Sunday, July 8, 2012

French Lick - Stepping Back in Time

This year the Indiana Scottish Rite Council of Deliberation was held down in French Lick, Indiana.  You there, in the back, stop laughing, right now!  Oh please, tell me we don't have to go through this again.  Oh well, if you insist.

But only if you stop snickering first.  The name comes from the fact that the valley is riddled with natural springs.  These springs leave behind salt deposits.  Animals, including buffalo, come along and lick the deposits.  Hence the name "Lick."  Some of the first European settlers were the French, so we have the word "French."  Put them together and we have the name French Lick.  Get it?  Good.

Now that we have that established, we can move on to the important stuff.

And yes, French Lick is the home of Larry Bird, the basketball legend who decided to go to that other university named Indiana after deciding that IU was just too big for his tastes.  Well, we can't all be perfect.

When one enters Springs Valley, one goes back into a different era in time.  Time slows here, the outside world loses a bit of its urgency, and the all-important Internet is suddenly not so all-encompassing. Life takes on a different meaning here in this valley.



We arrived at the French Lick Springs Hotel.

The first French Lick Springs Hotel was a wood frame hotel and was built by Dr. William Bowles in 1845.  Guests came from as far as a hundred miles away to come to the hotel and drink the "miracle waters" from the sulfur springs in the area.  A fire destroyed part of the hotel in 1897 and it was rebuilt using brick and was enlarged.

Tom Taggart, the mayor of Indianapolis, bought the property in 1901.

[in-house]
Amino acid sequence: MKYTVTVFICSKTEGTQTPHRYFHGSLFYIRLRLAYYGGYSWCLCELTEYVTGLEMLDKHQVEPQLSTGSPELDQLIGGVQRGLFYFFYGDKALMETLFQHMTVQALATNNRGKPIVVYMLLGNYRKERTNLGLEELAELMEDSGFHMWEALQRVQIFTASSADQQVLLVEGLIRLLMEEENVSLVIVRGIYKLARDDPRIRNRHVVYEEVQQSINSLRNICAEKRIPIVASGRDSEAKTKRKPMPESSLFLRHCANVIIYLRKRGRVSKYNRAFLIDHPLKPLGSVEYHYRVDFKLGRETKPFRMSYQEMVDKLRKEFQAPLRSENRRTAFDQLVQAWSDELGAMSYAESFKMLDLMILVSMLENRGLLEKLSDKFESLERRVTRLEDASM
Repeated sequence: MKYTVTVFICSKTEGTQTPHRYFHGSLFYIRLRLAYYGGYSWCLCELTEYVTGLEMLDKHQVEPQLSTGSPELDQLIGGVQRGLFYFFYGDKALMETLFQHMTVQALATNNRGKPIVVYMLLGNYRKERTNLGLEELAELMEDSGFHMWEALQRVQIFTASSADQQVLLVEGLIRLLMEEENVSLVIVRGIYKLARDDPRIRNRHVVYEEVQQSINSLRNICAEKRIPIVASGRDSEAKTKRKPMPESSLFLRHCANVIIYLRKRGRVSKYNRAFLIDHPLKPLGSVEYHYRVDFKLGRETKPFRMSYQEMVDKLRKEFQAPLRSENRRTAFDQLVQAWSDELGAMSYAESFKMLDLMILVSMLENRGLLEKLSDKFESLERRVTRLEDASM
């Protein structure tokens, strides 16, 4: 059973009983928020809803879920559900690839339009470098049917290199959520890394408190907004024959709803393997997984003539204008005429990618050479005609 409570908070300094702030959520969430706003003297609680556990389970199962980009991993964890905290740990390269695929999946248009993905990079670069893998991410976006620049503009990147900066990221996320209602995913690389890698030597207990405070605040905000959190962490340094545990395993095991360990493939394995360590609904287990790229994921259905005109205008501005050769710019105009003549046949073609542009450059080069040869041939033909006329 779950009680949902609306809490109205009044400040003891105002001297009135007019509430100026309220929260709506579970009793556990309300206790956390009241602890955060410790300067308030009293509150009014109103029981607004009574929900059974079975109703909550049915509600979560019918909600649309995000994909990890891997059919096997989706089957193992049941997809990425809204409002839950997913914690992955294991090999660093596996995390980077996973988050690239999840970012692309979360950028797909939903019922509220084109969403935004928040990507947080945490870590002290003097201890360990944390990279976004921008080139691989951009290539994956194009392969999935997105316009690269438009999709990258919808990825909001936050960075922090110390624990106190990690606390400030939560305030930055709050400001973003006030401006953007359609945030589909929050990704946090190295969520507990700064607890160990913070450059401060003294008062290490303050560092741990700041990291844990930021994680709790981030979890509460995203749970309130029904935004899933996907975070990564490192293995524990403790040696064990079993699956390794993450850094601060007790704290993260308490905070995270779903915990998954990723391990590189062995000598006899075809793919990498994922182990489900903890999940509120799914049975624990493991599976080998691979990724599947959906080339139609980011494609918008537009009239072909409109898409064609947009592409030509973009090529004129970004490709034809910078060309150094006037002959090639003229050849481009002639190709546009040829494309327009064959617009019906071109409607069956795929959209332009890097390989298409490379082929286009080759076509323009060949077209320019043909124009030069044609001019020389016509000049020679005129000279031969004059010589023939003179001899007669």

Tom Taggart had connections in the political world and was able to use those connections to showcase the hotel.  He also made many upgrades to the hotel, adding marble floors and luxurious furnishings.  Mr. Taggart had two championship golf courses, the Pete Dye Course and the Donald Ross Course, designed for the property and started bottling the Pluto water for national sale.

Another draw to the valley was the gambling.  Though not legal, it was present at nearly every establishment in the valley.  It has been long rumored that notorious characters such as Al Capone, Diamond Jim Brady, and John Dillinger were frequent visitors to the area's hotels and casinos.

Other more reputable people like championship boxer Joe Louis were also drawn to the valley, but Mr. Louis was forced to stay at the Waddy Hotel, which exclusively served blacks.  In that time and place, the valley was segregated and that included the hotels.  Joe Louis may have been rich and famous, but he was not welcome to stay in the white hotels.

Mr. Taggart became the Democratic National Chairman and French Lick Springs became the unofficial headquarters of the Democratic National Party. Franklin Delano Roosevelt rounded up support for the party's presidential nomination in the ballroom of the grand old hotel.

In 1917 Chef Perrin ran out of orange juice and in a burst of part desperation, part inspiration, he juiced some tomatoes and served his guests this new concoction.  The guests loved the tomato juice and the hotel had trouble keeping up with the demand for this new health drink.  In the early 1920s a branch factory was established in French Lick just to make and bottle tomato juice for the hotel.  Commercially canned tomato juice wasn't available for sale elsewhere until 1928.

Unlike West Baden Springs Hotel, French Lick Springs never stopped being a hotel, although the years did take its toll on this grand dame.  When Bill and Gayle Cook of Bloomington, Indiana stepped forward to save West Baden Springs, Bill Cook went ahead and restored French Lick Springs to its former glory as well.  Despite his dislike of gambling, Mr. Cook understood that bringing in a casino was essential for the continued survival of the hotels.

At the time, the laws in Indiana stipulated that only casinos that operated on water could exist in the state.  In order to meet the law, the casino was built next to French Lick Springs Hotel and a channel was dug around the building.  The channel was filled with water and the building was decorated to look like a riverboat.  Thus, the lawmakers' rules were "fulfilled," and French Lick had a casino.  Later, that law was changed and the moat was filled in and the riverboat details were removed.